• Mauna Loa: The second volcano in the park and the largest volcano on Earth. Reaching almost a 14,000-foot elevation, it’s going to be cold at the summit! Dress warmly and know that snow is a possible factor year-found.
  • Weather changes: Keep in mind that the weather can change suddenly at both of these summits.
  • Air quality: Another thing to be aware of is that the air quality is measured here due to the smoke plumes that come out of the eruption. This is important for those with heart or respiratory problems such as asthma. Infants, children, and pregnant women should also take extra caution. Even here on Oahu, we take note of any vog (volcanic fog) that blows over. Some of my family, friends, and co-workers have suffered allergic-like reactions, migraines, and generally not feeling well.



There are 13 day hikes and and 7 backcountry hikes you can do at the park, but I won’t go over all of them here. You can find out more about each hike on the NPS website including any alerts such as closures or air quality warnings for certain areas. While all the hikes are interesting and have something to offer, here are my recommended ones:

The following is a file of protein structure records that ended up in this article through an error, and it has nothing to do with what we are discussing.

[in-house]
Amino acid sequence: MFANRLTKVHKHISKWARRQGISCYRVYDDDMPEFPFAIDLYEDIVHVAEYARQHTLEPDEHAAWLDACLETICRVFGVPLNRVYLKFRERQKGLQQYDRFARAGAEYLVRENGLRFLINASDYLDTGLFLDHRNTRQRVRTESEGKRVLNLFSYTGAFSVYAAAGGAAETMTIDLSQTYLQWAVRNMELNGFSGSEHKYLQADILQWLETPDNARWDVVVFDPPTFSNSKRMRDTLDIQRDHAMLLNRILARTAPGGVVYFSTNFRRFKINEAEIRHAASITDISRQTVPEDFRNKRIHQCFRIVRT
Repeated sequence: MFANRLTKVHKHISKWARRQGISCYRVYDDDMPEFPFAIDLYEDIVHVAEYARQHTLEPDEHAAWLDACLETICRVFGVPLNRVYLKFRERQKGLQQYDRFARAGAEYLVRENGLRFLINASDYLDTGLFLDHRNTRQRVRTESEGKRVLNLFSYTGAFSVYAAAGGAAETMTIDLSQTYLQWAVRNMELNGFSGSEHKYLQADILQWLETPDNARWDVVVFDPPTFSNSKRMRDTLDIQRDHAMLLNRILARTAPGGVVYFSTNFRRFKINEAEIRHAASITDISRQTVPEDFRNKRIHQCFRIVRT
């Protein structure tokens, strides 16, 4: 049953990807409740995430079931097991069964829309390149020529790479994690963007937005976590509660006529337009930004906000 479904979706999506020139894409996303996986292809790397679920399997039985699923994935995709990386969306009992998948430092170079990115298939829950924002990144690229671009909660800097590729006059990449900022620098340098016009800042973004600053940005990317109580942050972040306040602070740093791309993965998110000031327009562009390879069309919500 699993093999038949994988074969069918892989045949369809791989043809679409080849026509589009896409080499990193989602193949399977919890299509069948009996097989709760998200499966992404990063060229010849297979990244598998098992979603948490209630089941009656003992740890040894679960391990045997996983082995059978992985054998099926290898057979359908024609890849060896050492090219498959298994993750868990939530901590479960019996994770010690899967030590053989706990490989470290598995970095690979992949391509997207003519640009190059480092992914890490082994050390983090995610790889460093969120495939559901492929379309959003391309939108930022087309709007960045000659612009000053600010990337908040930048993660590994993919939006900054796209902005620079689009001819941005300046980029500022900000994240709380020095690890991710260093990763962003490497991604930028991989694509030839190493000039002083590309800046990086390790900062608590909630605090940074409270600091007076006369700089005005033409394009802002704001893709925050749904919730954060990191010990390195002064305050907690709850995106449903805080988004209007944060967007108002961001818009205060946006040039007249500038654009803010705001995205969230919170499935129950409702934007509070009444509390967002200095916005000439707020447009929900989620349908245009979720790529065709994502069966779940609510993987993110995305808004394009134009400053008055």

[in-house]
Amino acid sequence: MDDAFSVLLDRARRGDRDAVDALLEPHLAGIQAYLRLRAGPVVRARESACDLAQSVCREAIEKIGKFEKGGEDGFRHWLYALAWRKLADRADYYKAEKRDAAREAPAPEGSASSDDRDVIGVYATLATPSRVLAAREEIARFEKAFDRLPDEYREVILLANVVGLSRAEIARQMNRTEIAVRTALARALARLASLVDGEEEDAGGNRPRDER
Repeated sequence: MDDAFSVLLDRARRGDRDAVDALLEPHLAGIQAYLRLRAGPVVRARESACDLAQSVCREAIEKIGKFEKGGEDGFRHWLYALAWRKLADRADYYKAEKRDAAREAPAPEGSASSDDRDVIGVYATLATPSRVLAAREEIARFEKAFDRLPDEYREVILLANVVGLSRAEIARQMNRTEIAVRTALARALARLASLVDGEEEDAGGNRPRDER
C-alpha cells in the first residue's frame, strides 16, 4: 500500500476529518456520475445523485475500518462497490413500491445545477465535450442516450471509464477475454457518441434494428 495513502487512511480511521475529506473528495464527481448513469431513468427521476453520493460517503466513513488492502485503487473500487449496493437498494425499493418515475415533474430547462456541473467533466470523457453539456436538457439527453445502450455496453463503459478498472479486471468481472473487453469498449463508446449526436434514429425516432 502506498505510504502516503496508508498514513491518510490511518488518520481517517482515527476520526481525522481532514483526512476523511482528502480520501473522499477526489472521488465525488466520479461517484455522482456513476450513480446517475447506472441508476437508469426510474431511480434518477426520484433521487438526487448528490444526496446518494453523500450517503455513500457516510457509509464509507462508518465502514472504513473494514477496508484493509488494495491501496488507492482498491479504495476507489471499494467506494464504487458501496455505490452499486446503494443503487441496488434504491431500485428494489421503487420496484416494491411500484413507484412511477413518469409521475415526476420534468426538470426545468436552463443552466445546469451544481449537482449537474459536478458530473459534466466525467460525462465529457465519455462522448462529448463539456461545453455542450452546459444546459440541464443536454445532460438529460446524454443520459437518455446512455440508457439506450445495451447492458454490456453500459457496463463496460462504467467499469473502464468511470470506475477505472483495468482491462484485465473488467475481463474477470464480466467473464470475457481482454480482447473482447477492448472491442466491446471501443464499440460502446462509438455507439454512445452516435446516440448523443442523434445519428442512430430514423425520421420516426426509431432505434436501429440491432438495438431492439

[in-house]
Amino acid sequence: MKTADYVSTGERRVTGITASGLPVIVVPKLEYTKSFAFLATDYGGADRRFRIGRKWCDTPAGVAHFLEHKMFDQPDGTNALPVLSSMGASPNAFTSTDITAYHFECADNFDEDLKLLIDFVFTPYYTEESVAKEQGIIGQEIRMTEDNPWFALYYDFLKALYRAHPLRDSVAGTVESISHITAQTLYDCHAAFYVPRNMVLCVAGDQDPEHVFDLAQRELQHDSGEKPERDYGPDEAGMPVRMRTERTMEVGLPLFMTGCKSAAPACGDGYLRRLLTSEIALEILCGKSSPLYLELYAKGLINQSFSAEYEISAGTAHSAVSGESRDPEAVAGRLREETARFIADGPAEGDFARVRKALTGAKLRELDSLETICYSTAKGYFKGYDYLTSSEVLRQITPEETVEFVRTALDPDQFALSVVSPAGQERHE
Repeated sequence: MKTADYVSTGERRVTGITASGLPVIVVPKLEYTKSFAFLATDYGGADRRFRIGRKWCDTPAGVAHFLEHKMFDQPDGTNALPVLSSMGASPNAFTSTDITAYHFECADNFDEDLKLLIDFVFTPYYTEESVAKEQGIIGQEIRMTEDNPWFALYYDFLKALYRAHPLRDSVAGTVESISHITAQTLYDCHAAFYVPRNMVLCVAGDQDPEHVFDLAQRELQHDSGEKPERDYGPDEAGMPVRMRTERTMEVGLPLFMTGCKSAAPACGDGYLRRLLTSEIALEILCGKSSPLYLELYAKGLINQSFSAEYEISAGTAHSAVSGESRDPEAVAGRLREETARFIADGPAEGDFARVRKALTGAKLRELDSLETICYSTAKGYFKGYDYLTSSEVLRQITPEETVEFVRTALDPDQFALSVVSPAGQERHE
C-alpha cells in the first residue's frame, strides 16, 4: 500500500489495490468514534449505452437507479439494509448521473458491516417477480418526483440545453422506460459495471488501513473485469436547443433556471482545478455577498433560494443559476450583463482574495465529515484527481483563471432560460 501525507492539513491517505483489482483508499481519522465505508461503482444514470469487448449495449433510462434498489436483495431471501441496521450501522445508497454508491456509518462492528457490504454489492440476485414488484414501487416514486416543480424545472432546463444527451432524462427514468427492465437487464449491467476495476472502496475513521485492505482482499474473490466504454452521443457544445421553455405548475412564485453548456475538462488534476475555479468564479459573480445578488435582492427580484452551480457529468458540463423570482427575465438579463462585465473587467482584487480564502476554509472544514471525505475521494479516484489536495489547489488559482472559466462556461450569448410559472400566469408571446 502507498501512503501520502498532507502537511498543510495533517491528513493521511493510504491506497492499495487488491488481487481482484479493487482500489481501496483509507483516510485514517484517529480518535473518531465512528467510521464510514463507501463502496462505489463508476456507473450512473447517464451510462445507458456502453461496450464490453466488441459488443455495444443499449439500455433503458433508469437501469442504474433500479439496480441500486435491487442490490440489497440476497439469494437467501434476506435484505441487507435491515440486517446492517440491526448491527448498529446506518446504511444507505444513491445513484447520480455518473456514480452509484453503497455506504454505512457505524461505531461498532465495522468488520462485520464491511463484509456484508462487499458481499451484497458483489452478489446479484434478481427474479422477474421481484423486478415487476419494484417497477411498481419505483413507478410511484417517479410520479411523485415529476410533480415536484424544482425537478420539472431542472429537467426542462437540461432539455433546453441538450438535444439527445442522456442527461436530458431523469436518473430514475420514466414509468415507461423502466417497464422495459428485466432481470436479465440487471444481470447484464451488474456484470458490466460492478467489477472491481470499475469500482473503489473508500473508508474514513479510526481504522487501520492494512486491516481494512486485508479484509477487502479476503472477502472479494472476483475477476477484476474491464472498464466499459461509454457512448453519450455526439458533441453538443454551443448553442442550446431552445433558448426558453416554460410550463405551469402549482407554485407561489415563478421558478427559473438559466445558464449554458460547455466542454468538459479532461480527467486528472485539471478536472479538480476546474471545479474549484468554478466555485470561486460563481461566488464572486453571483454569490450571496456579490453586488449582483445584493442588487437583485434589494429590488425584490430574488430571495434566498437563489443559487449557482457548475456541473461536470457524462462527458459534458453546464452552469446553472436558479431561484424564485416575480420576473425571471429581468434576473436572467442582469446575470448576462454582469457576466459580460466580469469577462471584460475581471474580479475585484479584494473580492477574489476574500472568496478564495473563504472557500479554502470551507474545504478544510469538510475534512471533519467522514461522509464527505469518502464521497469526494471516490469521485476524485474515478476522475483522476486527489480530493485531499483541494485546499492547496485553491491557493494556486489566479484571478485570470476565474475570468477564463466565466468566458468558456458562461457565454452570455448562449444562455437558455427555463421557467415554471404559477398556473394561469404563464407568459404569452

• Kilauea Iki Trail: One of the most popular hikes is the Kilauea Iki Trail. This hike takes you from the rainforest on the crater rim down into the caldera (where there’s steam coming off the ground).
  • Devastation Trail: On a clear day, this is a great hike where you can see both summits of Mauna Loa and Mauna Kea.
  • Kipukapuauli Trail (Bird Park): For those searching for a short hike or want to stretch your legs, this one-mile loop trail is a small oasis of forest surrounded by lava rock with a number of Hawaii’s native birds and plants to see.
  • Mauna Iki Trail: The highlight of this two-mile trail are the ancient footprints you’ll see carved into the lava. It’s believed that these footprints are the remnants from soldiers running away from a Kilauea eruption.
  • Crater Rim Trail: Most visitors will explore at least a small part of this trail during their visit as it is accessible from several locations.